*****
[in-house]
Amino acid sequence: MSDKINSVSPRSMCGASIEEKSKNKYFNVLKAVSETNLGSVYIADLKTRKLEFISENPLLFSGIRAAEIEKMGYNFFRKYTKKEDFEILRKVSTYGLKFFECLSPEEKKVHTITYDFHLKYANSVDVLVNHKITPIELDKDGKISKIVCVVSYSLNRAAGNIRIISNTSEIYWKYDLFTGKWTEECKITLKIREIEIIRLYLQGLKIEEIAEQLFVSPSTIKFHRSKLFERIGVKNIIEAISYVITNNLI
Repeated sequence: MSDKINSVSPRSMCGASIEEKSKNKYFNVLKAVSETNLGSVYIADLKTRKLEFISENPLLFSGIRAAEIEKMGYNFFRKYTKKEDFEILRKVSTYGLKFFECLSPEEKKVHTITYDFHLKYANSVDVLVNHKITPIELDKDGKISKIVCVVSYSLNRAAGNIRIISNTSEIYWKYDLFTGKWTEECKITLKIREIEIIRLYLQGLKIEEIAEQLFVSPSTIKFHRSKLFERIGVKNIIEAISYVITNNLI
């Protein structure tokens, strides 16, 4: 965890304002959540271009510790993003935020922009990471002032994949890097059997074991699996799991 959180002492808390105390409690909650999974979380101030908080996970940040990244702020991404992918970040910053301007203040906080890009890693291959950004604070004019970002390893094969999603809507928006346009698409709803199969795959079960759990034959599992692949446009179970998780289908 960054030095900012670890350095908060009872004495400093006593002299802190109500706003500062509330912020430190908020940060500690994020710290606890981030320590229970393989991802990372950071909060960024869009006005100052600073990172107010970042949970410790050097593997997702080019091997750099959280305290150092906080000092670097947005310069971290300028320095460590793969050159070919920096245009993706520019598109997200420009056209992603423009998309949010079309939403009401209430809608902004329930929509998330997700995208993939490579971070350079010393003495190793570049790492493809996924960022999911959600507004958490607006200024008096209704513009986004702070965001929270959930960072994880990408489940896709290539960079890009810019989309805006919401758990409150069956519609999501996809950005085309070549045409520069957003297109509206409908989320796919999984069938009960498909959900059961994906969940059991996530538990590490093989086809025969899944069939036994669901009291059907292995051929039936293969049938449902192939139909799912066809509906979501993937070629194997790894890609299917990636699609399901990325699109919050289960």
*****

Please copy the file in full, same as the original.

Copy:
[in-house]
Amino acid sequence: MSDKINSVSPRSMCGASIEEKSKNKYFNVLKAVSETNLGSVYIADLKTRKLEFISENPLLFSGIRAAEIEKMGYNFFRKYTKKEDFEILRKVSTYGLKFFECLSPEEKKVHTITYDFHLKYANSVDVLVNHKITPIELDKDGKISKIVCVVSYSLNRAAGNIRIISNTSEIYWKYDLFTGKWTEECKITLKIREIEIIRLYLQGLKIEEIAEQLFVSPSTIKFHRSKLFERIGVKNIIEAISYVITNNLI
Repeated sequence: MSDKINSVSPRSMCGASIEEKSKNKYFNVLKAVSETNLGSVYIADLKTRKLEFISENPLLFSGIRAAEIEKMGYNFFRKYTKKEDFEILRKVSTYGLKFFECLSPEEKKVHTITYDFHLKYANSVDVLVNHKITPIELDKDGKISKIVCVVSYSLNRAAGNIRIISNTSEIYWKYDLFTGKWTEECKITLKIREIEIIRLYLQGLKIEEIAEQLFVSPSTIKFHRSKLFERIGVKNIIEAISYVITNNLI
């Protein structure tokens, strides 16, 4: 965890304002959540271009510790993003935020922009990471002032994949890097059997074991699996799991 959180002492808390105390409690909650999974979380101030908080996970940040990244702020991404992918970040910053301007203040906080890009890693291959950004604070004019970002390893094969999603809507928006346009698409709803199969795959079960759990034959599992692949446009179970998780289908 960054030095900012670890350095908060009872004495400093006593002299802190109500706003500062509330912020430190908020940060500690994020710290606890981030320590229970393989991802990372950071909060960024869009006005100052600073990172107010970042949970410790050097593997997702080019091997750099959280305290150092906080000092670097947005310069971290300028320095460590793969050159070919920096245009993706520019598109997200420009056209992603423009998309949010079309939403009401209430809608902004329930929509998330997700995208993939490579971070350079010393003495190793570049790492493809996924960022999911959600507004958490607006200024008096209704513009986004702070965001929270959930960072994880990408489940896709290539960079890009810019989309805006919401758990409150069956519609999501996809950005085309070549045409520069957003297109509206409908989320796919999984069938009960498909959900059961994906969940059991996530538990590490093989086809025969899944069939036994669901009291059907292995051929039936293969049938449902192939139909799912066809509906979501993937070629194997790894890609299917990636699609399901990325699109919050289960």